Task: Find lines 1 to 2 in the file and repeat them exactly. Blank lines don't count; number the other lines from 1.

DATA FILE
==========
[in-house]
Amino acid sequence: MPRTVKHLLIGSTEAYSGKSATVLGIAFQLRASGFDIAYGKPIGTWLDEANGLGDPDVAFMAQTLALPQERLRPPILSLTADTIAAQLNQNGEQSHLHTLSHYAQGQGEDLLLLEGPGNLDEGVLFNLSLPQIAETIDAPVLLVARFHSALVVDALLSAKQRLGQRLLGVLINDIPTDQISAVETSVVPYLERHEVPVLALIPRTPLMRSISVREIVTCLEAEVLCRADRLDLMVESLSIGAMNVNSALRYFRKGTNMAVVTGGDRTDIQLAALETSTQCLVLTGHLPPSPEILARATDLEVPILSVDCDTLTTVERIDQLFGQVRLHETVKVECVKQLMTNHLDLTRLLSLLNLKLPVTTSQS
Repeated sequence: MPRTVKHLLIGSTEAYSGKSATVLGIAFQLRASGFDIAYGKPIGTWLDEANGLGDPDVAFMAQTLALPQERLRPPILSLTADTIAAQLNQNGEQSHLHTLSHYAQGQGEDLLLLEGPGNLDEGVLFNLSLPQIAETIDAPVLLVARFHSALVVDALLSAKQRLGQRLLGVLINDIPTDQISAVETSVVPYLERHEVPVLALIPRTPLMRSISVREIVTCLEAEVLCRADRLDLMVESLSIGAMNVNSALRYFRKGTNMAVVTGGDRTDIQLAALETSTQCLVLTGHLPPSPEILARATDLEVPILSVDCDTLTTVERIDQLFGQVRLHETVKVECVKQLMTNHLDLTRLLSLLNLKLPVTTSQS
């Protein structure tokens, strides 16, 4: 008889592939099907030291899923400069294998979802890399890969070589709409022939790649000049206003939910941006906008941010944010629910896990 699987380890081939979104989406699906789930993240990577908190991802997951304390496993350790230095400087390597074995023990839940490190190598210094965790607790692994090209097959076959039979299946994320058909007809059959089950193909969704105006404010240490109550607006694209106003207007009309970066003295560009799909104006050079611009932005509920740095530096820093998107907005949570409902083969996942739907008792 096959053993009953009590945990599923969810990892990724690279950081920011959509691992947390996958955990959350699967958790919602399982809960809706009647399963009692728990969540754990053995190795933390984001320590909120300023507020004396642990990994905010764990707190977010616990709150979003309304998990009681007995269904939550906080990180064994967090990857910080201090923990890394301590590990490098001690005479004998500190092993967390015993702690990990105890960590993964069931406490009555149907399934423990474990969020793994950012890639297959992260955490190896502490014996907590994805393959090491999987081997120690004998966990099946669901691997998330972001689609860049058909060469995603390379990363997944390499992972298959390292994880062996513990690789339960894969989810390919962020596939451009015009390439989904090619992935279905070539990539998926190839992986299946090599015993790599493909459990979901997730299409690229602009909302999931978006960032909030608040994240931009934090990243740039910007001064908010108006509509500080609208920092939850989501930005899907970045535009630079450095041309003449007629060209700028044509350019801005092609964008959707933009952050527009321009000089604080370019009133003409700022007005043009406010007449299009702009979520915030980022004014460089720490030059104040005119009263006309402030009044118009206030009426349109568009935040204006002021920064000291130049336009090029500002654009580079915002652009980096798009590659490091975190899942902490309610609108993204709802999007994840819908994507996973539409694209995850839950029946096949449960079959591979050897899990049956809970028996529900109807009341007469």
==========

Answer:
[in-house]
Amino acid sequence: MPRTVKHLLIGSTEAYSGKSATVLGIAFQLRASGFDIAYGKPIGTWLDEANGLGDPDVAFMAQTLALPQERLRPPILSLTADTIAAQLNQNGEQSHLHTLSHYAQGQGEDLLLLEGPGNLDEGVLFNLSLPQIAETIDAPVLLVARFHSALVVDALLSAKQRLGQRLLGVLINDIPTDQISAVETSVVPYLERHEVPVLALIPRTPLMRSISVREIVTCLEAEVLCRADRLDLMVESLSIGAMNVNSALRYFRKGTNMAVVTGGDRTDIQLAALETSTQCLVLTGHLPPSPEILARATDLEVPILSVDCDTLTTVERIDQLFGQVRLHETVKVECVKQLMTNHLDLTRLLSLLNLKLPVTTSQS